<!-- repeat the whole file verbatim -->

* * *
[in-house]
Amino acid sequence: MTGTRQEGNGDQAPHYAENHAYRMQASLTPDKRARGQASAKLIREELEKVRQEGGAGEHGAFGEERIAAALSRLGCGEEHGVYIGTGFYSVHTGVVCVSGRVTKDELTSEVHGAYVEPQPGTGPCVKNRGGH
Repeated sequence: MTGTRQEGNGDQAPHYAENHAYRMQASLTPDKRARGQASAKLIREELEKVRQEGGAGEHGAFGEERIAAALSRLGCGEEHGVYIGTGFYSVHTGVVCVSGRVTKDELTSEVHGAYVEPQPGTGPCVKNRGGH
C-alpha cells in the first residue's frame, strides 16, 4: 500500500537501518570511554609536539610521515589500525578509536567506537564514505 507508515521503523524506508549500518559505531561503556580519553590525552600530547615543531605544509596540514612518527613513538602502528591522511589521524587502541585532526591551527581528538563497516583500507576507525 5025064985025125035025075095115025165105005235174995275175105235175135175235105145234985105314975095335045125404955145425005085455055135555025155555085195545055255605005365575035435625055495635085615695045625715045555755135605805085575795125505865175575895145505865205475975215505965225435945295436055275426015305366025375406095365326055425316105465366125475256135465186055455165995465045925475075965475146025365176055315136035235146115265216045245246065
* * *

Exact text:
[in-house]
Amino acid sequence: MTGTRQEGNGDQAPHYAENHAYRMQASLTPDKRARGQASAKLIREELEKVRQEGGAGEHGAFGEERIAAALSRLGCGEEHGVYIGTGFYSVHTGVVCVSGRVTKDELTSEVHGAYVEPQPGTGPCVKNRGGH
Repeated sequence: MTGTRQEGNGDQAPHYAENHAYRMQASLTPDKRARGQASAKLIREELEKVRQEGGAGEHGAFGEERIAAALSRLGCGEEHGVYIGTGFYSVHTGVVCVSGRVTKDELTSEVHGAYVEPQPGTGPCVKNRGGH
C-alpha cells in the first residue's frame, strides 16, 4: 500500500537501518570511554609536539610521515589500525578509536567506537564514505 507508515521503523524506508549500518559505531561503556580519553590525552600530547615543531605544509596540514612518527613513538602502528591522511589521524587502541585532526591551527581528538563497516583500507576507525 5025064985025125035025075095115025165105005235174995275175105235175135175235105145234985105314975095335045125404955145425005085455055135555025155555085195545055255605005365575035435625055495635085615695045625715045555755135605805085575795125505865175575895145505865205475975215505965225435945295436055275426015305366025375406095365326055425316105465366125475256135465186055455165995465045925475075965475146025365176055315136035235146115265216045245246065